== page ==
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CASE REPORT
Year : 2022  |  Volume : 2  |  Issue : 2  |  Page : 517-519

Internuclear ophthalmoplegia as a result of cerebral metastatic disease: Workup, pathophysiology, and clinical pearls


1 Department of Ophthalmology, Bascom Palmer Eye Institute, University of Miami Miller School of Medicine, Miami, FL, United States
2 Department of Graduate Medical Education, Kendall Regional Medical Center, Kendall, FL, United States

Correspondence Address:
Divy Mehra
92 SW 3rd St #505, Miami, FL 33130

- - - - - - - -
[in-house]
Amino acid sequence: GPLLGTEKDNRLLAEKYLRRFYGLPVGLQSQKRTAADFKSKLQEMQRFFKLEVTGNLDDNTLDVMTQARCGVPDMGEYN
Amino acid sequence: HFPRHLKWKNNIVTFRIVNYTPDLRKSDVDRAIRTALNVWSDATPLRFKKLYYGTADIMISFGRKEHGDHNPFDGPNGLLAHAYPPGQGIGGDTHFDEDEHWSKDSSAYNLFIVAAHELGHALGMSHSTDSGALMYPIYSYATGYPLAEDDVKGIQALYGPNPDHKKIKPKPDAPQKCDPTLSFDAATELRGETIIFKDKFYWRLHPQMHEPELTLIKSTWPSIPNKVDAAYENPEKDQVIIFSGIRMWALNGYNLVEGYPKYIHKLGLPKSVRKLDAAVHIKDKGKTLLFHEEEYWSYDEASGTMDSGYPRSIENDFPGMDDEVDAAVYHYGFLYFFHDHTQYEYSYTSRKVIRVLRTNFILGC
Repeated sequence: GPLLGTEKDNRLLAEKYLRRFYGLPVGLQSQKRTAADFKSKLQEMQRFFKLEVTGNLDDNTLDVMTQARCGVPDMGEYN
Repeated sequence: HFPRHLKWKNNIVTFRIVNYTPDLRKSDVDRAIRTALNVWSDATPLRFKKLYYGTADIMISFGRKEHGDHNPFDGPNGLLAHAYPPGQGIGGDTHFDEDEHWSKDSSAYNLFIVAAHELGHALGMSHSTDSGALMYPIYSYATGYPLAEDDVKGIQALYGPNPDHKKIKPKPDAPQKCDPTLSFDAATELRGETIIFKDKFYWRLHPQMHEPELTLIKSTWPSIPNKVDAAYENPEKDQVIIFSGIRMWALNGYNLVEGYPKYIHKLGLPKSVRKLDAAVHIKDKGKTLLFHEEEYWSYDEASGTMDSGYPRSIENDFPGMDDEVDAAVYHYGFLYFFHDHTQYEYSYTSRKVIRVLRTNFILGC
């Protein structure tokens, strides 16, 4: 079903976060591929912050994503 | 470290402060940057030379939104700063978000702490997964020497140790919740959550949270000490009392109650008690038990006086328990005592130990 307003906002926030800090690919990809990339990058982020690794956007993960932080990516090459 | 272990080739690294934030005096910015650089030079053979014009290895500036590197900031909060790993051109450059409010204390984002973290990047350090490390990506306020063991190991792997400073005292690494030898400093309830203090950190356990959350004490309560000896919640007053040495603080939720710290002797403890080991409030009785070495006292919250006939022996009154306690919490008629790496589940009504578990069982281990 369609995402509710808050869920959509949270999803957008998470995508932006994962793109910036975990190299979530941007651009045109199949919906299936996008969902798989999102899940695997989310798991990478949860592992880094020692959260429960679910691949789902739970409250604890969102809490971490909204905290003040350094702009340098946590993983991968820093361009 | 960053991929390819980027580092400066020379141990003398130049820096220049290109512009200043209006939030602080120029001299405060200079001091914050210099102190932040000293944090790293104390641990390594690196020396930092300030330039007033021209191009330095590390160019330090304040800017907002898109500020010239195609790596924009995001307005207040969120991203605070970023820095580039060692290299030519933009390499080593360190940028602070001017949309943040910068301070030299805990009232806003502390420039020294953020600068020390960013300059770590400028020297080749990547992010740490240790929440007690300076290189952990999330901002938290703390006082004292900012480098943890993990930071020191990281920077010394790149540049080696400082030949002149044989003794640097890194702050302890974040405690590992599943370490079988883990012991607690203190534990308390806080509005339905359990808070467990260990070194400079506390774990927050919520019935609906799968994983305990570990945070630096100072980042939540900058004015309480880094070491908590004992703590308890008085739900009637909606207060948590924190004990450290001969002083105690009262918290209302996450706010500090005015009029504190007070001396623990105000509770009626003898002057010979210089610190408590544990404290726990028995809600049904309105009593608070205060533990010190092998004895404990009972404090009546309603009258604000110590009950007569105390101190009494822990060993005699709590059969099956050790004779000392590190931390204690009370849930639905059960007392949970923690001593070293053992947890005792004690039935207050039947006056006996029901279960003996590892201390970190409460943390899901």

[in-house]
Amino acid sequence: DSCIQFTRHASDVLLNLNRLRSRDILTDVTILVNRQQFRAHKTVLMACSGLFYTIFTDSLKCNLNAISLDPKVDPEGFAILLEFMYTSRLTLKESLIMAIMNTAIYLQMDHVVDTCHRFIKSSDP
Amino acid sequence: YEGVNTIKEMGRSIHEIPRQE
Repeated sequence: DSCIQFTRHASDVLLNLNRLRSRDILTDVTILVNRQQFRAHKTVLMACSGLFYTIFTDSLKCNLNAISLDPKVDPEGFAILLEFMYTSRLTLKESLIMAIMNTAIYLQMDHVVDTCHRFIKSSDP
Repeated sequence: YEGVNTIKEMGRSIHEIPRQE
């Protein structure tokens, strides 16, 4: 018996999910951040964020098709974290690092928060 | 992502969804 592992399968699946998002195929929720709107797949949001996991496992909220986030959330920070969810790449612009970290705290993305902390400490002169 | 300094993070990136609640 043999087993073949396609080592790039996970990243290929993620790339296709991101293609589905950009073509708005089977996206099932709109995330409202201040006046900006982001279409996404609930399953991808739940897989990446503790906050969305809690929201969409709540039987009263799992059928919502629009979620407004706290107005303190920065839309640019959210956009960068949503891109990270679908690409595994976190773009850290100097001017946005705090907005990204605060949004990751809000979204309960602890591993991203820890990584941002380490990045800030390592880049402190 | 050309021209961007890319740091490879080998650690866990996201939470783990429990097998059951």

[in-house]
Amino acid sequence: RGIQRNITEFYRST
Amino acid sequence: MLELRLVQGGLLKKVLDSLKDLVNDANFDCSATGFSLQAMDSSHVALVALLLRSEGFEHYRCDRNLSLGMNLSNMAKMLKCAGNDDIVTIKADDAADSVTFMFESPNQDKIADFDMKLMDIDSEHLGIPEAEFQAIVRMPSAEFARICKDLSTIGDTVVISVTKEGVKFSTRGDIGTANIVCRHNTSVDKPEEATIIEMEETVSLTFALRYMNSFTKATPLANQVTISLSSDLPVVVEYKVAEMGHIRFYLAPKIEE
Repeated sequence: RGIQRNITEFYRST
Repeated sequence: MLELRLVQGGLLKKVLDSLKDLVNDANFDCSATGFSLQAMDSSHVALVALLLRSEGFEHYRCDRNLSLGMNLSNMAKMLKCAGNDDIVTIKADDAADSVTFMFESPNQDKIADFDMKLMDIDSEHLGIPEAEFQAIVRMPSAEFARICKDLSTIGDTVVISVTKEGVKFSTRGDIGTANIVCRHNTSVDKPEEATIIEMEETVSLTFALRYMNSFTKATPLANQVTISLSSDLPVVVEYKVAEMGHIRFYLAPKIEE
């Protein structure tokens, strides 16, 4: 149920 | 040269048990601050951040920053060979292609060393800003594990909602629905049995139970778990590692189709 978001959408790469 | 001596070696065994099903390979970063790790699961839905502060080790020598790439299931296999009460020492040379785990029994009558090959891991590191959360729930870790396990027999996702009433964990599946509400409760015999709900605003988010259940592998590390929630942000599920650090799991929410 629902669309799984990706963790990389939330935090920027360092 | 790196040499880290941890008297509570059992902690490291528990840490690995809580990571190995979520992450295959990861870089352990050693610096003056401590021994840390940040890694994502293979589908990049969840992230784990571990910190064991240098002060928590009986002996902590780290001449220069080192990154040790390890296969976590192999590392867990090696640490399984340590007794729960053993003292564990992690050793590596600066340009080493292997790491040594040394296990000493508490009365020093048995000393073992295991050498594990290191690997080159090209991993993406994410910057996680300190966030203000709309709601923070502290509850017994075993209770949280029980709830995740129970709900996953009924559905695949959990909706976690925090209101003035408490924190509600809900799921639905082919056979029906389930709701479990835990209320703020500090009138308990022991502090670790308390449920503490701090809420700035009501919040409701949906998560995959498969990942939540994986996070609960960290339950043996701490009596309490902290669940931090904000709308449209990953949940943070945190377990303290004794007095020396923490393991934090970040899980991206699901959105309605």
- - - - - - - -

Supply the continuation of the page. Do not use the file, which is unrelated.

United States
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Source of Support: None, Conflict of Interest: None


DOI: 10.4103/ijo.IJO_1893_21

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This case demonstrates an acute case of internuclear ophthalmoplegia (INO) caused by cerebral metastasis from a small cell lung cancer, the only such case documented in the literature. A 54-year-old male presented to the emergency department for worsening headache and diplopia, secondary to INO. On further examination, a CT scan of the chest revealed a 6.1 × 4.8 × 6.8 cm solid mass in the right lower lung consistent with small-cell lung cancer. T2-weighted MRI exhibited bilateral supratentorial and infratentorial lesions interpreted as metastatic cancer. The patient's symptoms, including INO, were caused by the mass effect from the metastatic brain lesions.


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